Many critics have already pointed out the obvious parallels in Things Fall Apart to Joseph Conrad’s classic (and terrible (I don’t care what any of you have to say – it’s rubbish)) Heart of Darkness. There Conrad presents Africa as a different word, and black Africans as not only inferior beings, but thoroughly alien ones. And in Things Fall Apart we see similar first encounters from the other side, with very similar reactions: the characters in Things Fall Apart struggle to interpret the lives and humanity of these alien invaders so different from themselves. From the perspective of Umuofia, and especially the novel’s protagonist Okonkwo (a village leader and all around I’m A Big Man Do You Want To Fight Me personality) the Europeans are presented, at least for a time, as unpredictable, wholly unknowable creatures – more akin to alien visitors or a spread of potentially-benign fungus than anything wholly human.

But Things Fall Apart isn’t just a story of conflict between the Igbo people and the European colonisers. It’s also deeply interested in exploring historical Igbo culture, and presenting it in a complex, sympathetic light. Which isn’t to say an unquestioningly positive light – we see the harsh, apparently uncaring nature of many of its rules of law, its abandonment of infants suffering from deformities, and the deeply patriarchal framework that allows Okonkwo to violently beat his wives without consequence for himself (side note: obviously European culture has had to struggle with literally none of these problems, especially not in the late 19th century).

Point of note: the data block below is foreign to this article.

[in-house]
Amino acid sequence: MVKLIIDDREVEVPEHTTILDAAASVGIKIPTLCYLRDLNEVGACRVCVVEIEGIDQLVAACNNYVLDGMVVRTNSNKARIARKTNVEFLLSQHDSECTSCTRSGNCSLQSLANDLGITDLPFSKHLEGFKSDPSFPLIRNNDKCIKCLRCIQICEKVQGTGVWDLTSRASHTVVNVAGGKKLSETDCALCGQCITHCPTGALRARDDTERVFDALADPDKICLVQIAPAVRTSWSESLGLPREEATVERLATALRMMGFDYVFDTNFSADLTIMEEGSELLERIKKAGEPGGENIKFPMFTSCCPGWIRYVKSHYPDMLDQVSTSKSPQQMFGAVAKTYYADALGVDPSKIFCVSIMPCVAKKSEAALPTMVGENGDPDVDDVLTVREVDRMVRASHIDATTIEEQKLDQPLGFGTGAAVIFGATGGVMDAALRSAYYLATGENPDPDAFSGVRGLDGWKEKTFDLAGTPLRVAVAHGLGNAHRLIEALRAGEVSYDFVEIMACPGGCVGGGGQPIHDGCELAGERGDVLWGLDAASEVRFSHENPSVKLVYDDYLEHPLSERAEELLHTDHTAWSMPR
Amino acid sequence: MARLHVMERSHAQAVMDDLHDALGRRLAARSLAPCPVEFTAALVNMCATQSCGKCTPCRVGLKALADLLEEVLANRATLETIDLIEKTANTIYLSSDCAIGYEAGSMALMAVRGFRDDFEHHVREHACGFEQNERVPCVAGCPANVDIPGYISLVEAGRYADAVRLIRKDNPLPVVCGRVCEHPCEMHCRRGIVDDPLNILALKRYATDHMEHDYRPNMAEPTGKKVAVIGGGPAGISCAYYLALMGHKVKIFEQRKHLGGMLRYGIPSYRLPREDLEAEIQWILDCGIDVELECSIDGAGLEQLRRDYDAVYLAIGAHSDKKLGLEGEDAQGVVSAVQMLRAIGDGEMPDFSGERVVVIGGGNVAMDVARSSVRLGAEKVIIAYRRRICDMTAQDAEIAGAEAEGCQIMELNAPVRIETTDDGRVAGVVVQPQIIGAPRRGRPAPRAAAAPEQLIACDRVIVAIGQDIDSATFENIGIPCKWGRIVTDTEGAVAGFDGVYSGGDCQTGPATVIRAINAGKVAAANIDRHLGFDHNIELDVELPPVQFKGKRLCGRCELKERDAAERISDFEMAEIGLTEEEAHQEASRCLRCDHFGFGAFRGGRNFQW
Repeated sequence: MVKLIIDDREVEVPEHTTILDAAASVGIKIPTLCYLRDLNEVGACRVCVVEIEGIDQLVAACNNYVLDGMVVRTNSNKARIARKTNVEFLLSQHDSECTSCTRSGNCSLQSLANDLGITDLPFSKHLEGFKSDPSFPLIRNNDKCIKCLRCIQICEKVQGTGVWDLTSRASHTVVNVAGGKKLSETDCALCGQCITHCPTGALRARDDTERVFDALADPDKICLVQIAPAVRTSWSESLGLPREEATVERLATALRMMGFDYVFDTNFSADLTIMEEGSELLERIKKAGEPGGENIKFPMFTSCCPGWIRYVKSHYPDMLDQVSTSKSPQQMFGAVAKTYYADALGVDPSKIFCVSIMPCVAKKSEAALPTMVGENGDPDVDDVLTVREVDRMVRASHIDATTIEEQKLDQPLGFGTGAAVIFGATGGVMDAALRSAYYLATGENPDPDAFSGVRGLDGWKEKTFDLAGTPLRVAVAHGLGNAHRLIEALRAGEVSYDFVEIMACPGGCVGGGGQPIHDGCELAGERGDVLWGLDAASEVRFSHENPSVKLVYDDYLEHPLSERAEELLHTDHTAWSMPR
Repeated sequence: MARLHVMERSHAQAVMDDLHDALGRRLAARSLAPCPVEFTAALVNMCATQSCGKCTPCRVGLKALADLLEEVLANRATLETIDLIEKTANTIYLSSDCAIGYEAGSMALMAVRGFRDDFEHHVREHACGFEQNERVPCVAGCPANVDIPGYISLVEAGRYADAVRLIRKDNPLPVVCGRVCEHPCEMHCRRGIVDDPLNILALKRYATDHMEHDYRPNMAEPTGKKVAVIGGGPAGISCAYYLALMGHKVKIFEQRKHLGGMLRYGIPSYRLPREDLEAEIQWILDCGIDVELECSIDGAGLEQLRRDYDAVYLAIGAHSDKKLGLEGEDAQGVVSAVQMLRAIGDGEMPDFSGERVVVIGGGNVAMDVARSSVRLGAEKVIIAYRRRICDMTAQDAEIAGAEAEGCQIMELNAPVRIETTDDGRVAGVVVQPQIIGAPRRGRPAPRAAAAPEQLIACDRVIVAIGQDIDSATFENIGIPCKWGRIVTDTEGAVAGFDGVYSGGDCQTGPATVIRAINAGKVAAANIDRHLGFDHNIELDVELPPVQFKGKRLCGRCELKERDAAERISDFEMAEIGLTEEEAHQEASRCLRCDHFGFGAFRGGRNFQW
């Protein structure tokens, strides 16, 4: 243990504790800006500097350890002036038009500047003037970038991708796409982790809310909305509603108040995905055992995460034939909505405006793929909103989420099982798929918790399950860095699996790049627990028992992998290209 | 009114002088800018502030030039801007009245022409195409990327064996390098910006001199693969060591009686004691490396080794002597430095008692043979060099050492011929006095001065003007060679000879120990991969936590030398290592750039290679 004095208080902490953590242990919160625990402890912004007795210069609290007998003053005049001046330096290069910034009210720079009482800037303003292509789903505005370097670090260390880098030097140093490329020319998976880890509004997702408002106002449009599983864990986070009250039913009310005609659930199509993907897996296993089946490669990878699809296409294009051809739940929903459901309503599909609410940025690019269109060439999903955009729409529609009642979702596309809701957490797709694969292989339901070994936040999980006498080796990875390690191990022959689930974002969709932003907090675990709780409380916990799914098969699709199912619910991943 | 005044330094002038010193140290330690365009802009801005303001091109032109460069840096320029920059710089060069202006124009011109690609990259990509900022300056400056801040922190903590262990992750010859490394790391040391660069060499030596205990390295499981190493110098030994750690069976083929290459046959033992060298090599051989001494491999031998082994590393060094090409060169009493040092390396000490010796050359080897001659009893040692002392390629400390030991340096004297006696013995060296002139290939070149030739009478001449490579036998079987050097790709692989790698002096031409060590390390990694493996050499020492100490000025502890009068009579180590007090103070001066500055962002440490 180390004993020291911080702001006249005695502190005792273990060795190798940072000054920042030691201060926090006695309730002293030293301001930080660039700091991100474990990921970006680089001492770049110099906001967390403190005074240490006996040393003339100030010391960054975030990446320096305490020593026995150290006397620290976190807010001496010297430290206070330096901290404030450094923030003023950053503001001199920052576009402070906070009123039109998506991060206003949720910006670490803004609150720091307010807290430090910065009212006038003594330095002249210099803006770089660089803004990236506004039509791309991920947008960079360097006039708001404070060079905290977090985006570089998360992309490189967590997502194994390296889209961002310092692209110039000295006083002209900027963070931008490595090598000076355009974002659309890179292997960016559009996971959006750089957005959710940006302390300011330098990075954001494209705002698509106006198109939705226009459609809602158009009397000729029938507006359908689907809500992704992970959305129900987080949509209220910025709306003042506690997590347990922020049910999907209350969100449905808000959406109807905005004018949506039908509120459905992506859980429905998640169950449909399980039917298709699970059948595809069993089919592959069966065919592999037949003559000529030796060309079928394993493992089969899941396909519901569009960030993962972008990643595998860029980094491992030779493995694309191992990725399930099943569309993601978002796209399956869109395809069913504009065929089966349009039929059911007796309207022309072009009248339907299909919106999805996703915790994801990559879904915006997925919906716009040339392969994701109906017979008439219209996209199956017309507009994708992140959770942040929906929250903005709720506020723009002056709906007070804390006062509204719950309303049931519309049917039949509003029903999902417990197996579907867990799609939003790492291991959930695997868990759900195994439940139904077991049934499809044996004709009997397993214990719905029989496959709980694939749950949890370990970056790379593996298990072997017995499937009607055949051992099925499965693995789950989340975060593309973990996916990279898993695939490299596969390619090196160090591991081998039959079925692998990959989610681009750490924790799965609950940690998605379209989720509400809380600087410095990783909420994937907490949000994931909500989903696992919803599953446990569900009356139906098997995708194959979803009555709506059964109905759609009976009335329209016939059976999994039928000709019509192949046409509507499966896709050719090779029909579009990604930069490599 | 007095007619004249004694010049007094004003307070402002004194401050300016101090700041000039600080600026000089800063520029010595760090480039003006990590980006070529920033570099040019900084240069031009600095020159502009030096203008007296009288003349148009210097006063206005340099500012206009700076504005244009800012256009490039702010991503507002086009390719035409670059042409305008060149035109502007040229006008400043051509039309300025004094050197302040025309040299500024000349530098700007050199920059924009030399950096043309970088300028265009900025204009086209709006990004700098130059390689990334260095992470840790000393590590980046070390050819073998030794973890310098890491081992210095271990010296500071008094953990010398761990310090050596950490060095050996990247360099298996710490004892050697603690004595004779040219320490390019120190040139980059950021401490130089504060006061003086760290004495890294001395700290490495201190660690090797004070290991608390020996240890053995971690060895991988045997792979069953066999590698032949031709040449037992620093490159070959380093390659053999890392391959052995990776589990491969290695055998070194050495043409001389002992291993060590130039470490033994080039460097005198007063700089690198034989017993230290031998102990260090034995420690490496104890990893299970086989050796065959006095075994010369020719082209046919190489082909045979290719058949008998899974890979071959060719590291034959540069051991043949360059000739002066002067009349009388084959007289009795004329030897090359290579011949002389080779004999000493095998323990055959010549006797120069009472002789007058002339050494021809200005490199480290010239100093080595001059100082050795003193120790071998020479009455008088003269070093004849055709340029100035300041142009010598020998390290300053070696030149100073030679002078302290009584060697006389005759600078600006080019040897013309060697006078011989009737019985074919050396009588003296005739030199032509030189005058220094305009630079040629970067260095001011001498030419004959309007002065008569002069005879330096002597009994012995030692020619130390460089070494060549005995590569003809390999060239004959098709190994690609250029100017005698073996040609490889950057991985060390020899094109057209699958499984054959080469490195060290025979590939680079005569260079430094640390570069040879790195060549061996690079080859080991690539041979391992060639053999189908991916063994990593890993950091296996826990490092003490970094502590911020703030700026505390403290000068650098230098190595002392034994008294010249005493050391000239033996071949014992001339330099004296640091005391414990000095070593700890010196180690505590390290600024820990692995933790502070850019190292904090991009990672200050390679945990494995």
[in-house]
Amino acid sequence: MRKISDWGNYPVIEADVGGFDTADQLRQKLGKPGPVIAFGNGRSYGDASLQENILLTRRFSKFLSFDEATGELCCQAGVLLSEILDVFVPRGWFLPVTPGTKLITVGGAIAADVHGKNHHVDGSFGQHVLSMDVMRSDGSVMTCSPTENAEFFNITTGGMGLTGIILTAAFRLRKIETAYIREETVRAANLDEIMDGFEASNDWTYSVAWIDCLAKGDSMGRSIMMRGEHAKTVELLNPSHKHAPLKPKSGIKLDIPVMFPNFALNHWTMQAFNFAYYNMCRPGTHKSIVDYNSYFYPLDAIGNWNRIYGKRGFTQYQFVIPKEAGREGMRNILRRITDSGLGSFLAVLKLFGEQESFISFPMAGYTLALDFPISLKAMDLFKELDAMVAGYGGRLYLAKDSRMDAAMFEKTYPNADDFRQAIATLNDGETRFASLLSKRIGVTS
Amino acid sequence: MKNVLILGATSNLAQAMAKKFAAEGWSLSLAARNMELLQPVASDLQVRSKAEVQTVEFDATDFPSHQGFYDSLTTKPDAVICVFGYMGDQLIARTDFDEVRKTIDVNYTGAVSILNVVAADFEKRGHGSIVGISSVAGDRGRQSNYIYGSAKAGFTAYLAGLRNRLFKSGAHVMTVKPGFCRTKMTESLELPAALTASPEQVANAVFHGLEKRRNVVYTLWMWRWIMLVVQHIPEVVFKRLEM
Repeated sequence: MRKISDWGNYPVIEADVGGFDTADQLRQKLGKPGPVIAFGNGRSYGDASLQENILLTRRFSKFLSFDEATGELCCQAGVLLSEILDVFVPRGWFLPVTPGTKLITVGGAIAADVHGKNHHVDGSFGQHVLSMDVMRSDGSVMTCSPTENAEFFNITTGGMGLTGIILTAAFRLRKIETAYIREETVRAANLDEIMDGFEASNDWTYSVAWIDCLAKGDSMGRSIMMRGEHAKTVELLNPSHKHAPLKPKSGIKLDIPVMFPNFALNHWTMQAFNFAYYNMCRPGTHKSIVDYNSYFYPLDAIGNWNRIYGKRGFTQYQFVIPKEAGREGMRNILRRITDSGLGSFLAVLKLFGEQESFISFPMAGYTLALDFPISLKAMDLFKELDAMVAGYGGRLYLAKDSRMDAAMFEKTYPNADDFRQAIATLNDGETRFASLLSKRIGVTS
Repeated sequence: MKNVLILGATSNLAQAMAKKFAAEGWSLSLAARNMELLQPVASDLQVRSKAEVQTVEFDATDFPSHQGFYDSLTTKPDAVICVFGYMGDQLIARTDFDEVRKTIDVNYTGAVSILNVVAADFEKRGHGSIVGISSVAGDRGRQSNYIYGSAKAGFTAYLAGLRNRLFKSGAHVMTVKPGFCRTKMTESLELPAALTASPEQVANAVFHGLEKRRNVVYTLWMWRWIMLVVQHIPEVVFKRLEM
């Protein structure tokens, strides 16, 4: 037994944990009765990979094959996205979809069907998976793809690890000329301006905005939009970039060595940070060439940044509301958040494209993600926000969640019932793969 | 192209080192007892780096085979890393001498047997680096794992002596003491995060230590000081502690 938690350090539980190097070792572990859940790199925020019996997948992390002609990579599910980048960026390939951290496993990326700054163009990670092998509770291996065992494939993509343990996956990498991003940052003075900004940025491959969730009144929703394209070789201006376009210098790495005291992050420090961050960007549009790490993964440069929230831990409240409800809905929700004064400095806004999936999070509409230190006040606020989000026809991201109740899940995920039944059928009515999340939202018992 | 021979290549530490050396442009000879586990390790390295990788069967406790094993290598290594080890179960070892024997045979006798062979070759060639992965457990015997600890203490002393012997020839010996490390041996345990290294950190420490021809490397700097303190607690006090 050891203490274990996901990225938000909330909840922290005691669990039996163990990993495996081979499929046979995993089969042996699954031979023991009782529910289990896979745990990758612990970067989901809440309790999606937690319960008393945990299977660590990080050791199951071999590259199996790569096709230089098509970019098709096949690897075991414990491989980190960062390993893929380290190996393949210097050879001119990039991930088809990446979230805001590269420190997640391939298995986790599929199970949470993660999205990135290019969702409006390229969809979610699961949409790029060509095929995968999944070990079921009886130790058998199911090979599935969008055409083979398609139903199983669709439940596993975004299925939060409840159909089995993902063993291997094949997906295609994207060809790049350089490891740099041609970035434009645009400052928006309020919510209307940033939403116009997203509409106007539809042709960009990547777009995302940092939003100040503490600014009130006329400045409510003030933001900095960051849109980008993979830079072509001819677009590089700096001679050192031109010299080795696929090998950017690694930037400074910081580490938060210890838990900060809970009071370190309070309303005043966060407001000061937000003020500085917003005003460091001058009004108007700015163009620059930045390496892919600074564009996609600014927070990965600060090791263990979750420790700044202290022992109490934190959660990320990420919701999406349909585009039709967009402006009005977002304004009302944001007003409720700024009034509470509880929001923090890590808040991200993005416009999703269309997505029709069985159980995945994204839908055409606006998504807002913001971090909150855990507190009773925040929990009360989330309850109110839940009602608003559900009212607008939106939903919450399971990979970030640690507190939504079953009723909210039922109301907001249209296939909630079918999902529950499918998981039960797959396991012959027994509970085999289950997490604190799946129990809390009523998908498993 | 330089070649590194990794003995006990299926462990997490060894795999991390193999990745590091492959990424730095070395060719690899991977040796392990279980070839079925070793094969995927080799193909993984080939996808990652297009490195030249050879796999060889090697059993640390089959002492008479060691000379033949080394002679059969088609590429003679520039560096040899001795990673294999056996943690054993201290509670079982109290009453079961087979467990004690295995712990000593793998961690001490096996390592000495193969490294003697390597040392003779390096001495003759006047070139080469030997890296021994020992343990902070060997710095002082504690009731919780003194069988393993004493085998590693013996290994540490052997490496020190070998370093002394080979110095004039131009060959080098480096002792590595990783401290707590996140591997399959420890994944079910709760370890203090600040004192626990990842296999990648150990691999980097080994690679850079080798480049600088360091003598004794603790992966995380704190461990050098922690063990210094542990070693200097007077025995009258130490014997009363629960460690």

These distatesful aspects of historical Igbo culture aren’t explicitly condemned. Nor is Okonkwo’s constant violence and general awfulness towards various members of his family and the village. There’s a sense of detachment that serves the novel well – instead of simplisticallyjudging these aspects of Igbo culture as immoral, Achebe explores the mindset, the hundreds of years of context that led to these aspects of the culture – the sort of benefit-of-the-doubt exploration of context that white European culture readily grants itself, but often unthinkingly fails to extend to others.

As a result the reader is presented with complexity, both historical and ethical, and not prodded towards a conclusion or neat summing-up. Never is this more true than with its treatment of Okonkwo – instead of crowning him a hero or decrying him as a monster, Achebe invites the reader to explore his character and see how fraught and complicated it is. We see his anger and his self-aggrandizing violence, but at the same time we see his childhood, his deeply-set insecurities, and moments of self-reflection that are at times heartbreaking, despite, and in part because of their sharp brevity: “He remembered his wife’s twin children, whom he has thrown away. What crime have they committed? The earth has decreed that they were an offence on the land and must be destroyed.” [note: upon re-reading I noticed I misremembered, and that this quote is about another, ancillary character. So everything I said about this book is wrong and a lie.]

In other words, Things Fall Apart is not just an antidote to a hundred years of racist, colonial writing that erases the humanity – and the complexity – of the black African cultures. It’s also a deep, empathetic, and often very fraught exploration of both culture and individual character.